Everyone wears fine suits in Washington, even in 80% humidity and faulty air conditioning, and they stride everywhere with purpose, and they’re all so engaging and very smart. Walking past the Supreme Court from the Cannon House building to the Hart, onto our next round of meetings alongside a hundred similar groups, I chafed at the notion that “our political system is broken.” I’d say our system works quite well, thank you.
Of course, this was my first time participating in the American Car Rental Association’s (ACRA) day of meetings on Capitol Hill with members of both the House and Senate and their staffers. Perhaps after a few more of these days, I’d get just a bit jaded. But as an American — participating in the very process we learn about in school — it’s hard not to be in awe and a little bit humbled.
We had 32 participants split into five groups. Our purpose was to, as ACRA’s lobbyist Greg Scott puts it, “Build relationships and make friends before you need them.” We were plain folks looking to convey how certain issues would affect our business lives. We learned. We made our points. It was a successful day.
And they listened. Certainly, it’s their job to listen, but they made a point to express the importance of this forum. “I give you my card for a reason,” said Nancy Pelosi’s tax adviser. “We don’t like to vote with our eyes closed.”
“You have to let us know the specifics on these issues,” U.S. Rep. Jason Chaffetz (R-Utah) said. Orrin Hatch’s adviser echoed these points. “We have limited bandwidth. It’s useful to talk to you,” he said.
Our talking points on this day centered on peer-to-peer issues, car rental excise taxes, and like-kind exchanges (LKE).
Our delegation visited the offices of U.S. Rep. Jason Chaffetz (R-Utah). Chaffetz explained the importance of face-to-face interaction to understand the issues. He said peer-to-peer issues would likely be taken up by the House Committee on Science, Space, and Technology.
Regarding peer-to-peer, I felt like we were treading new ground in terms of education on the model itself, which would set the stage for later policy decisions regarding an even playing field regarding regulation for all players.
We explained the undue burden that excise taxes place on car rental customers and how Congress has the right to regulate excise taxes as interstate commerce. We looked to gain momentum and more co-sponsors on bipartisan legislation in both the House and Senate.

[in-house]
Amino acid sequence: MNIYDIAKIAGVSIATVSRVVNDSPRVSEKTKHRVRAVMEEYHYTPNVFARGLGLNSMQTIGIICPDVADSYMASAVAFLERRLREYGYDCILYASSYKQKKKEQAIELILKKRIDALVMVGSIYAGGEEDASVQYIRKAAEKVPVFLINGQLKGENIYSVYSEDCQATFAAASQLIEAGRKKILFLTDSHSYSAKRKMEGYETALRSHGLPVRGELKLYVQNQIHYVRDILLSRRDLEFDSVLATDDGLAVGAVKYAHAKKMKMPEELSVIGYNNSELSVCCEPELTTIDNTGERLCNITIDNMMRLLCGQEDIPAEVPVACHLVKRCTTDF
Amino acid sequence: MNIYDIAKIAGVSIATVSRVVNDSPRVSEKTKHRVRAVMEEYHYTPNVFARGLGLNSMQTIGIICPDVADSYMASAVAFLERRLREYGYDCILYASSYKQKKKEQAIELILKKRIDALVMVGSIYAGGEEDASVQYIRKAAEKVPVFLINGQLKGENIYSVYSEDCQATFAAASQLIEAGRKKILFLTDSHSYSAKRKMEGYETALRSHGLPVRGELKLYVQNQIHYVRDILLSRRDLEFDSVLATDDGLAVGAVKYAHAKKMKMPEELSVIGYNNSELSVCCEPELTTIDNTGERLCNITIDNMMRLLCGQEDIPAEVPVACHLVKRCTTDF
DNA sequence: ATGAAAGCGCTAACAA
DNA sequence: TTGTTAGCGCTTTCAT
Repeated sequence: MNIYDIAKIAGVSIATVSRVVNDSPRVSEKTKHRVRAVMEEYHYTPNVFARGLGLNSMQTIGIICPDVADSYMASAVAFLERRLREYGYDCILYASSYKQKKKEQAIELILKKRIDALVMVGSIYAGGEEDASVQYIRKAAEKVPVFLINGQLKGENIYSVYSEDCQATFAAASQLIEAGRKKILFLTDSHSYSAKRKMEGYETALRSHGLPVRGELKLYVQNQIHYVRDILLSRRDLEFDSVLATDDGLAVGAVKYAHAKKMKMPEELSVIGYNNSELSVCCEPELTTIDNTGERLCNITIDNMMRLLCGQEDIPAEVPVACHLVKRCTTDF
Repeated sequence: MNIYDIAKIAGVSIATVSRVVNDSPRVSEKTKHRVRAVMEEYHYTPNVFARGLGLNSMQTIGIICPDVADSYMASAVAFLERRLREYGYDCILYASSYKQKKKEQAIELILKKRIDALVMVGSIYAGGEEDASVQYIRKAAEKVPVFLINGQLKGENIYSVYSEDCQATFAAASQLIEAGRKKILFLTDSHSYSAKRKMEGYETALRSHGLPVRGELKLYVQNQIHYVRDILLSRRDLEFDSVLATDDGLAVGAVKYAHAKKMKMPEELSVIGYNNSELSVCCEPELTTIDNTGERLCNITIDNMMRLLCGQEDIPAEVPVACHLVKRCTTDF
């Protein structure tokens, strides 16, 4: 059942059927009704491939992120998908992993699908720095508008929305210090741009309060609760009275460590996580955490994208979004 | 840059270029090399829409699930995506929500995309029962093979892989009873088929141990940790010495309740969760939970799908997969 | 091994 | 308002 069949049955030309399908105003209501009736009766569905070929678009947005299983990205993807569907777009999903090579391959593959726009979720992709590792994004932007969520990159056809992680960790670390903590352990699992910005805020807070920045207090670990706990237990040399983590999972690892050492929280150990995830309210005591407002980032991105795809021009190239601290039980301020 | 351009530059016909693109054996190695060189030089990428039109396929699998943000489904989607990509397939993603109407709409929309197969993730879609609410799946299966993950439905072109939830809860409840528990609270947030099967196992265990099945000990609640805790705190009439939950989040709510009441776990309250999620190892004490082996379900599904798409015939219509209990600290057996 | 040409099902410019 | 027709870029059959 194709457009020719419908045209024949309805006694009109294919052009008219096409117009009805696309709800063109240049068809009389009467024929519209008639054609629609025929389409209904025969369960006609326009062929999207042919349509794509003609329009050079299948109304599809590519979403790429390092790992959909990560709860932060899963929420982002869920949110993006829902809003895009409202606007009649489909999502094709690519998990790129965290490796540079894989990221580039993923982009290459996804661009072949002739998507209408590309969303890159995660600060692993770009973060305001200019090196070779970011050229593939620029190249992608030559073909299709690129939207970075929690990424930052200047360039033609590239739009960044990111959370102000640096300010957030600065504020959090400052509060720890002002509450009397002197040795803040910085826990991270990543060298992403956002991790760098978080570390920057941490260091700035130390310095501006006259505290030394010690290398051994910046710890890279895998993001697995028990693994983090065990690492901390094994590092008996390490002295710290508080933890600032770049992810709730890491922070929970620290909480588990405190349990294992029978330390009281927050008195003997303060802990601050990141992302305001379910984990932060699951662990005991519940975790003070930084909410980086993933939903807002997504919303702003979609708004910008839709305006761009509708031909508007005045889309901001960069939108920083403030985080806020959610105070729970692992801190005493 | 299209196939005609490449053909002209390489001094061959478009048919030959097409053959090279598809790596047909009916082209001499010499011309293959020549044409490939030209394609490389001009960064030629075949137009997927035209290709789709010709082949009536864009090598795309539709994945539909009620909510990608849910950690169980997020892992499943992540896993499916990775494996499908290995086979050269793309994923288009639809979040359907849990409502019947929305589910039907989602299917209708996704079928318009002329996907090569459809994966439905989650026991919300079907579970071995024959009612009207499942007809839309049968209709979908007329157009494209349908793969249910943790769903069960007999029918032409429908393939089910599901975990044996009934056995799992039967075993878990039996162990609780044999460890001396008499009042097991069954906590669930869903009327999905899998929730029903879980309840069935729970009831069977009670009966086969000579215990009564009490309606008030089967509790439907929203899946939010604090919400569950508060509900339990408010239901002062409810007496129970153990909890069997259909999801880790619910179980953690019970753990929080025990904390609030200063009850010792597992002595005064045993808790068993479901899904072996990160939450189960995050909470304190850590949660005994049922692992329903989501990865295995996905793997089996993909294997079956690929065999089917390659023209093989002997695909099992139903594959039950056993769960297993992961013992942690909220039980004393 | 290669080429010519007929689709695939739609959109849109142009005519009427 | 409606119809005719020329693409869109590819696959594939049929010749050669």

Discussions on LKE — at least the ones in our group — took on greater detail.
There is no eminent legislation affecting LKE, which allows companies to swap an investment asset (i.e. a rental car) with another and defer the tax on the proceeds until the property is sold for cash. However, LKE is becoming part of the larger conversation on tax reform, which started with the 2014 Camp Tax Reform Act that purported to make the tax code simpler and lower the corporate tax rate to 25%.
The plan was “dead on arrival,” as Paul Ryan’s policy adviser put it, “but it got the conversation started.”
In getting to a 25% corporate rate, a lot of tax provisions that benefit a limited number of taxpayers (or “loopholes” in the minds of some reformers) would be on the table. While we see LKE not as a loophole but as an engine for business reinvestment, it still has a dollar sign attached to it when trying to balance a budget. “I’ve been in rooms late at night when you’re trying to pay for something and everything is on the menu,” said Pelosi’s adviser.
Our counter was to look at LKE through dynamic scoring, not static. While getting rid of LKE may trim $48 billion on the way to compensate for lowering the corporate tax rate, we believe it would also have a more sizable negative impact on GDP — potentially 3% to 4% — because it would restrain a company’s cash flow and its ability to reinvest in the business.
Within this argument, we made sure to state that the car rental industry buys 1.2 million cars a year, or 1 in every 10 sold. We brought up a study by Avis Budget Group on how a repeal of LKE would essentially prevent it from investing in new fleet moving forward. These statements reached their targets in a few conference rooms. However, the real impact came twofold: First, Sharky Laguana, owner of van renter Bandago, explained how his small company (and thousands like him) wouldn’t benefit from a 25% corporate tax rate anyway.
Then K.C. Baack, a member of the Budget Atlanta franchise, chimed in. He said that after the company owners bought the franchise, they were able to grow the fleet by close to four times in just a few years. “We simply could not have done that without the benefit of LKE,” Baack said.
These statements, delivered in person by constituents running small businesses, magnify the power of the Avis study tenfold. This is the democratic process. This is why we do this. “We (lobbyists) are not the important ones in these situations,” Scott told us in between meetings. “You are.”